Film Reviews

REDBELT

By • May 9th, 2008 •

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A Gandhi-like martial arts teacher gets hoodwinked by Hollywood.

I’m having an ongoing ugly fight with a martial arts school here in Las Vegas. I should have done due diligence before a family member signed up. This jui-jitsu school supposedly is highly respected in the MA community. Unfortunately, money is the real motive, not training. The base course at the academy for 50 lessons, according to a letter sent by the assistant manager, is “six thousand dollars”. That is $120.00 per lesson. When a white belt, who had to make calls to a far more advanced teacher for instructions, handled the private classes, it was time to leave and demand the school return the 3 months of fees they demanded in advance.*

Since when is bullying a part of martial arts training?

While this expensive experience will never be resolved, nor the anger dulled, I went to see David Mamet’s REDBELT about a marital arts teacher who does not wear a gee ever, or have his students address him as “sensei”. No one bows upon entering and exiting the dojo. Huh?

I recently read “Bambi vs. Godzilla: On the Nature, Purpose, and Practice of the Movie Business” by David Mamet (Published by Random House). Who doesn’t love the volatile, verbal anarchist Alec Baldwin played in the film version of Glengarry? While Mamet is clearly a film auteur, what possessed him to write the messy, improbable REDBELT?

Mike “Gandhi” Terry (Chiwetel Ejiofer), is a jiu-jitsu teacher who runs a storefront school in Los Angeles with his unhappy Brazilian wife, Sondra (Alice Braga), who is the academy’s bookkeeper. Terry cares only about the honor of his school and the sacred principles of marital arts. He cares nothing about money!

The last time the stars were aligned just right, Three Wise Men from Persia journeyed to Jerusalem to worship the Savior, Jesus Christ.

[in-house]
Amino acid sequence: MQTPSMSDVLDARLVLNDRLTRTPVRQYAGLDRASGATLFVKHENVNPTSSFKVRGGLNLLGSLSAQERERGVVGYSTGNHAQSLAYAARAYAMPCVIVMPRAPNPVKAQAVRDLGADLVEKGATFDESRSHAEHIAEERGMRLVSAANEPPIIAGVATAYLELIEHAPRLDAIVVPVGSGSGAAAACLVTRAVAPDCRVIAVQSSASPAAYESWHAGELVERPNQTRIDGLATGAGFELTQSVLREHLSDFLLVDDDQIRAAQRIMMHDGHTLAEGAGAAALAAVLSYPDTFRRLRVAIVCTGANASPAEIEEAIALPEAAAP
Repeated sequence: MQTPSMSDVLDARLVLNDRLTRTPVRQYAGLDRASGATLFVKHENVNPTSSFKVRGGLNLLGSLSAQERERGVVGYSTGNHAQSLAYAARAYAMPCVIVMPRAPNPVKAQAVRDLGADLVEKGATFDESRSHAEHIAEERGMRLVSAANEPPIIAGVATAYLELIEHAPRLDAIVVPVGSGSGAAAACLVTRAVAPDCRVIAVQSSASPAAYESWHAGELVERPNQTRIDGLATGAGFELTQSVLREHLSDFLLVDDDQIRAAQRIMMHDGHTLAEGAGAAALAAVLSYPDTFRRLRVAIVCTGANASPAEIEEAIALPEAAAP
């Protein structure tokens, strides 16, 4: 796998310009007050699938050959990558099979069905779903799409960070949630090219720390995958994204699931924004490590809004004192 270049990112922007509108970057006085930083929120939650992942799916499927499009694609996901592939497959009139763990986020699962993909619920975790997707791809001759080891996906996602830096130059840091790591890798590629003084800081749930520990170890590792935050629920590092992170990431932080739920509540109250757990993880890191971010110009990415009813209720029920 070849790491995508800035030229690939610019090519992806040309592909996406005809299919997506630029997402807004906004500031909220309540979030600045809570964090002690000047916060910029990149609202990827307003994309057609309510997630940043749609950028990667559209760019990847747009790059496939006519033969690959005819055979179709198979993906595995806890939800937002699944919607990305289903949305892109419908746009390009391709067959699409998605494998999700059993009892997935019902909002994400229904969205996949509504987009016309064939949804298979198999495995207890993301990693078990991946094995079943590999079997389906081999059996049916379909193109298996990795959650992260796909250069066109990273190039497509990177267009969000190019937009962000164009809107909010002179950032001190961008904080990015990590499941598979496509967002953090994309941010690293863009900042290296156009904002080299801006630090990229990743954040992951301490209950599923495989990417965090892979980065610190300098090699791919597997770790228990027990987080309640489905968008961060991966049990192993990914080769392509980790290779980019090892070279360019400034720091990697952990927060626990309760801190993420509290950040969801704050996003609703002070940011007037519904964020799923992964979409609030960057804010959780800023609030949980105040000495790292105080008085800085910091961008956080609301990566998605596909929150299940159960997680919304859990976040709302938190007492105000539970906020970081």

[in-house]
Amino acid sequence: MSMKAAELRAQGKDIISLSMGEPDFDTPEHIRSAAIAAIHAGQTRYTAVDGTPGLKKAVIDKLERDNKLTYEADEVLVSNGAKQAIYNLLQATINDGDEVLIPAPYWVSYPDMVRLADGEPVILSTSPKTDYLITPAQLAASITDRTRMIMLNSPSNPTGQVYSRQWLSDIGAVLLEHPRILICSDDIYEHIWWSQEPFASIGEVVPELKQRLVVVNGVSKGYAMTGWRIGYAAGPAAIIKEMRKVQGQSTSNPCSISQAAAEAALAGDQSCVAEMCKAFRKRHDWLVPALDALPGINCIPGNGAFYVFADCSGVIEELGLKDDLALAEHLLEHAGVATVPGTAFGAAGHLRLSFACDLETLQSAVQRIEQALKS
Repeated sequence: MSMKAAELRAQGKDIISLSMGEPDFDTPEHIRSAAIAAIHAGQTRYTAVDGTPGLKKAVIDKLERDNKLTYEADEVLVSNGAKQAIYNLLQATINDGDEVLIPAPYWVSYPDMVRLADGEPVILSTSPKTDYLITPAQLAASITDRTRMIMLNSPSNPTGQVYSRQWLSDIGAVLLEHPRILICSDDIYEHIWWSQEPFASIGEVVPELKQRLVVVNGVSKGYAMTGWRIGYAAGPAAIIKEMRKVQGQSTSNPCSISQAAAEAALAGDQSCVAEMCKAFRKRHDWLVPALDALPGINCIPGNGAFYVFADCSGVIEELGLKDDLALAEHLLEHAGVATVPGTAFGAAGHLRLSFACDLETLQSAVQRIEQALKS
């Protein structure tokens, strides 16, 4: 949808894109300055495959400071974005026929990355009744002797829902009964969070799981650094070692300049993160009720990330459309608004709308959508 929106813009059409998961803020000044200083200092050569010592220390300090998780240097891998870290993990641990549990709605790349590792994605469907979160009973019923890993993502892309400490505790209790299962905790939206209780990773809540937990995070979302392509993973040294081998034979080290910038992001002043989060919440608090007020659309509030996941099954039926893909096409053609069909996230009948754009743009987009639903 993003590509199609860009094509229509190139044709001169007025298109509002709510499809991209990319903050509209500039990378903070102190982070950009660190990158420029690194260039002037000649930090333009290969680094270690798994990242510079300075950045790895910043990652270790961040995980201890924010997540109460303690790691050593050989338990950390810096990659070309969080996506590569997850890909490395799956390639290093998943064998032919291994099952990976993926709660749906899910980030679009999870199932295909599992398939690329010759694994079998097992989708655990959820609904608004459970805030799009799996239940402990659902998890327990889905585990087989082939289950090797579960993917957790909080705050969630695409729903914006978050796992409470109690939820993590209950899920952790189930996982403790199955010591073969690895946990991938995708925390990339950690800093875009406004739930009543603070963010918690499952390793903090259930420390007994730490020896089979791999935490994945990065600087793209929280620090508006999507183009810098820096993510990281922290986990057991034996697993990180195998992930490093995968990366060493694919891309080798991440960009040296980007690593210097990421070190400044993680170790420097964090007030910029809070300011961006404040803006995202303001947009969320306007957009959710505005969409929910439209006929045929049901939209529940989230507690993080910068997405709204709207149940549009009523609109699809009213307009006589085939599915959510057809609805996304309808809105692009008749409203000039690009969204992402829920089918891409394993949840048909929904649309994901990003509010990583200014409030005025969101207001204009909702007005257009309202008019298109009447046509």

Too many bizarre coincidences line up in REDBELT that sets up the story. A frantic woman, Laura Black (Emily Mortimer), running around in the pouring rain looking, I think, for an on-the-down-low pharmacist who will accept a suspicious prescription for something, for somebody, runs into Terry’s school. In a weird move she grabs a gun lying around and nearly kills a cop – one of Terry’s students. The crazy lady shoots out the glass window and leaves. Does Terry care about the cost of replacing the window? Nope. He’s channeling Gandhi.
Having a drink at a local bar, Terry jumps in on a fight and helps a famous-faced movie star Chet Frank (Tim Allen), who happens to be in the neighborhood slumming sans bodyguard. Terry gets a knife wound and, in appreciation, is given a $20,000 gold watch and an invitation to Frank’s house. Frank’s wife and her friends tell Sondra they will help her with her fledging fashion business and she promptly borrows $30,000 from a loan-shark to buy fabric.
While Terry’s business bills are mounting and Sondra owes $30,000, Terry gives away the watch to the cop-student to pawn. Sondra’s brother never paid him for some off-duty bouncer work at his nightclub. Turns out it’s a stolen watch and the cop is suspended from the police force.
When Frank offers Terry a chance to play “producer” and review his film’s shooting script for marital arts authenticity, Terry doesn’t bother with a contract. He quickly gives away all his training secrets. The production takes his training methods and dumps him.
Terry has only one thing to do – accept Sondra’s brother, Bruno Silva’s (Rodrigo Santoro) offer to fight in a mixed martial arts under-card tournament and perhaps win $50,000. But, according to Mamet, the mixed martial arts world is not “kosher.”
Ejiofor is noble, Mortimer is miscast, and Santoro is dazzling. Allen, Mortimer, and Braga’s characters are underwritten and their motives undeveloped. Why did the movie star’s wife stiff Sondra? No one will understand Mortimer’s character’s behavior. While Allen is just fine, the rest of Mamet’s cast is from his stable of players – Joe Mantegna, Ricky Jay and Rebecca Pidgeon. The worst scene is at the movie star’s house, where everyone is adlibbing the same lines over and over again. Was this scene directed by one of the assistants?
I don’t know what jui-jitsu school Mamet trains with. Could someone send me the name of his teacher?

*On some websites the school’s teacher was called “a classic scam artist who wants cash.” And, another poster wrote: “All he did was hound me for money.” There was more. “He has promoted only one black belt. Its white belts teaching white belts. There was indeed a constant demand for more money.” All these posts have now been removed. The community takes care of it’s own.

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